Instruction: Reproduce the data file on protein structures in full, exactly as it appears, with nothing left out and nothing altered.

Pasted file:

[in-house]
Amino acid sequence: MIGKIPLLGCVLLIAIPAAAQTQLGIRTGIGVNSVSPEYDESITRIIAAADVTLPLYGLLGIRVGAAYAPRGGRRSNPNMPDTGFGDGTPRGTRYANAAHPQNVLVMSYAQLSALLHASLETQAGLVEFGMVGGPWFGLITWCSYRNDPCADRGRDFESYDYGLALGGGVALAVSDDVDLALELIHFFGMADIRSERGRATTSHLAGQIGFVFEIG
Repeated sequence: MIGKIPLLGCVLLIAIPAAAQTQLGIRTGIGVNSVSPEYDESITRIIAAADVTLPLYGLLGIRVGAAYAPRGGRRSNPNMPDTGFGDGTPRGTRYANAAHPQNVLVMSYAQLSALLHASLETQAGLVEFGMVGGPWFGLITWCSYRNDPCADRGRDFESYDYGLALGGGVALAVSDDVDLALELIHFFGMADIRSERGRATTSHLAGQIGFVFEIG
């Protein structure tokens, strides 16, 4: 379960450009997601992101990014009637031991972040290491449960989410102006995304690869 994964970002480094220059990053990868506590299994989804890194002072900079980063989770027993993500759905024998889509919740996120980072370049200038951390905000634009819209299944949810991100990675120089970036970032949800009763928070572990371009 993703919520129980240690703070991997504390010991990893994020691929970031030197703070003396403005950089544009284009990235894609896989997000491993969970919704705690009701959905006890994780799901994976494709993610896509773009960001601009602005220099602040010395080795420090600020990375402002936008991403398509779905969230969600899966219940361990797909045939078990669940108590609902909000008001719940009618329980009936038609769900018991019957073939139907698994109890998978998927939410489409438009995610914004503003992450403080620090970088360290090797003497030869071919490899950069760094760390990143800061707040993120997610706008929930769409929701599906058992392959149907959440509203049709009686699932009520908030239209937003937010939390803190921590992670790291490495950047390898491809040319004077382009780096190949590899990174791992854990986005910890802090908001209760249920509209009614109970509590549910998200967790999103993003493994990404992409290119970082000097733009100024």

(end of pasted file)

[in-house]
Amino acid sequence: MIGKIPLLGCVLLIAIPAAAQTQLGIRTGIGVNSVSPEYDESITRIIAAADVTLPLYGLLGIRVGAAYAPRGGRRSNPNMPDTGFGDGTPRGTRYANAAHPQNVLVMSYAQLSALLHASLETQAGLVEFGMVGGPWFGLITWCSYRNDPCADRGRDFESYDYGLALGGGVALAVSDDVDLALELIHFFGMADIRSERGRATTSHLAGQIGFVFEIG
Repeated sequence: MIGKIPLLGCVLLIAIPAAAQTQLGIRTGIGVNSVSPEYDESITRIIAAADVTLPLYGLLGIRVGAAYAPRGGRRSNPNMPDTGFGDGTPRGTRYANAAHPQNVLVMSYAQLSALLHASLETQAGLVEFGMVGGPWFGLITWCSYRNDPCADRGRDFESYDYGLALGGGVALAVSDDVDLALELIHFFGMADIRSERGRATTSHLAGQIGFVFEIG
């Protein structure tokens, strides 16, 4: 379960450009997601992101990014009637031991972040290491449960989410102006995304690869 994964970002480094220059990053990868506590299994989804890194002072900079980063989770027993993500759905024998889509919740996120980072370049200038951390905000634009819209299944949810991100990675120089970036970032949800009763928070572990371009 993703919520129980240690703070991997504390010991990893994020691929970031030197703070003396403005950089544009284009990235894609896989997000491993969970919704705690009701959905006890994780799901994976494709993610896509773009960001601009602005220099602040010395080795420090600020990375402002936008991403398509779905969230969600899966219940361990797909045939078990669940108590609902909000008001719940009618329980009936038609769900018991019957073939139907698994109890998978998927939410489409438009995610914004503003992450403080620090970088360290090797003497030869071919490899950069760094760390990143800061707040993120997610706008929930769409929701599906058992392959149907959440509203049709009686699932009520908030239209937003937010939390803190921590992670790291490495950047390898491809040319004077382009780096190949590899990174791992854990986005910890802090908001209760249920509209009614109970509590549910998200967790999103993003493994990404992409290119970082000097733009100024």